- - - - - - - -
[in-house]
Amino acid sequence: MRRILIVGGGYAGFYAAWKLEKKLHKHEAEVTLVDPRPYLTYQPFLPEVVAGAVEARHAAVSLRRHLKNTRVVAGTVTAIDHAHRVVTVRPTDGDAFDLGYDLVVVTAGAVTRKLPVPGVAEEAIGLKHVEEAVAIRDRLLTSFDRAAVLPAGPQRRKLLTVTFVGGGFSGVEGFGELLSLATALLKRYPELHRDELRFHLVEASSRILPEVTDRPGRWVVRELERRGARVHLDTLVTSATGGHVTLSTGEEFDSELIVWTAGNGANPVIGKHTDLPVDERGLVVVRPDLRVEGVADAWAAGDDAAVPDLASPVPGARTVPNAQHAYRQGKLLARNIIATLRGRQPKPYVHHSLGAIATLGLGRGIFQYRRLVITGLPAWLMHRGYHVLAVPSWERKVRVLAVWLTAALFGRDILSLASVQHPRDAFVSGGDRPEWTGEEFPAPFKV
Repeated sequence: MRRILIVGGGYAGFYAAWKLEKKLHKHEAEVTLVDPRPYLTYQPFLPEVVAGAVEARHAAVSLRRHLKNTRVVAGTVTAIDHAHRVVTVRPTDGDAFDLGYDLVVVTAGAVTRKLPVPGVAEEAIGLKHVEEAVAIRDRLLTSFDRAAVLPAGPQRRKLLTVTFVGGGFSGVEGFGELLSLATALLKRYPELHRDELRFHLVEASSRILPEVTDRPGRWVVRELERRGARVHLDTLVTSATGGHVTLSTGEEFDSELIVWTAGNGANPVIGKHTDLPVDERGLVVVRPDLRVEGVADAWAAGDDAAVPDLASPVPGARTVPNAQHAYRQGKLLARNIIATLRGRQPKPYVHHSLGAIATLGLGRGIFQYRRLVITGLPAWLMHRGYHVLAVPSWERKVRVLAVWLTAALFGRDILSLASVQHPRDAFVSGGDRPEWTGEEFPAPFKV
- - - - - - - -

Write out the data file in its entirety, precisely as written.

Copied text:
[in-house]
Amino acid sequence: MRRILIVGGGYAGFYAAWKLEKKLHKHEAEVTLVDPRPYLTYQPFLPEVVAGAVEARHAAVSLRRHLKNTRVVAGTVTAIDHAHRVVTVRPTDGDAFDLGYDLVVVTAGAVTRKLPVPGVAEEAIGLKHVEEAVAIRDRLLTSFDRAAVLPAGPQRRKLLTVTFVGGGFSGVEGFGELLSLATALLKRYPELHRDELRFHLVEASSRILPEVTDRPGRWVVRELERRGARVHLDTLVTSATGGHVTLSTGEEFDSELIVWTAGNGANPVIGKHTDLPVDERGLVVVRPDLRVEGVADAWAAGDDAAVPDLASPVPGARTVPNAQHAYRQGKLLARNIIATLRGRQPKPYVHHSLGAIATLGLGRGIFQYRRLVITGLPAWLMHRGYHVLAVPSWERKVRVLAVWLTAALFGRDILSLASVQHPRDAFVSGGDRPEWTGEEFPAPFKV
Repeated sequence: MRRILIVGGGYAGFYAAWKLEKKLHKHEAEVTLVDPRPYLTYQPFLPEVVAGAVEARHAAVSLRRHLKNTRVVAGTVTAIDHAHRVVTVRPTDGDAFDLGYDLVVVTAGAVTRKLPVPGVAEEAIGLKHVEEAVAIRDRLLTSFDRAAVLPAGPQRRKLLTVTFVGGGFSGVEGFGELLSLATALLKRYPELHRDELRFHLVEASSRILPEVTDRPGRWVVRELERRGARVHLDTLVTSATGGHVTLSTGEEFDSELIVWTAGNGANPVIGKHTDLPVDERGLVVVRPDLRVEGVADAWAAGDDAAVPDLASPVPGARTVPNAQHAYRQGKLLARNIIATLRGRQPKPYVHHSLGAIATLGLGRGIFQYRRLVITGLPAWLMHRGYHVLAVPSWERKVRVLAVWLTAALFGRDILSLASVQHPRDAFVSGGDRPEWTGEEFPAPFKV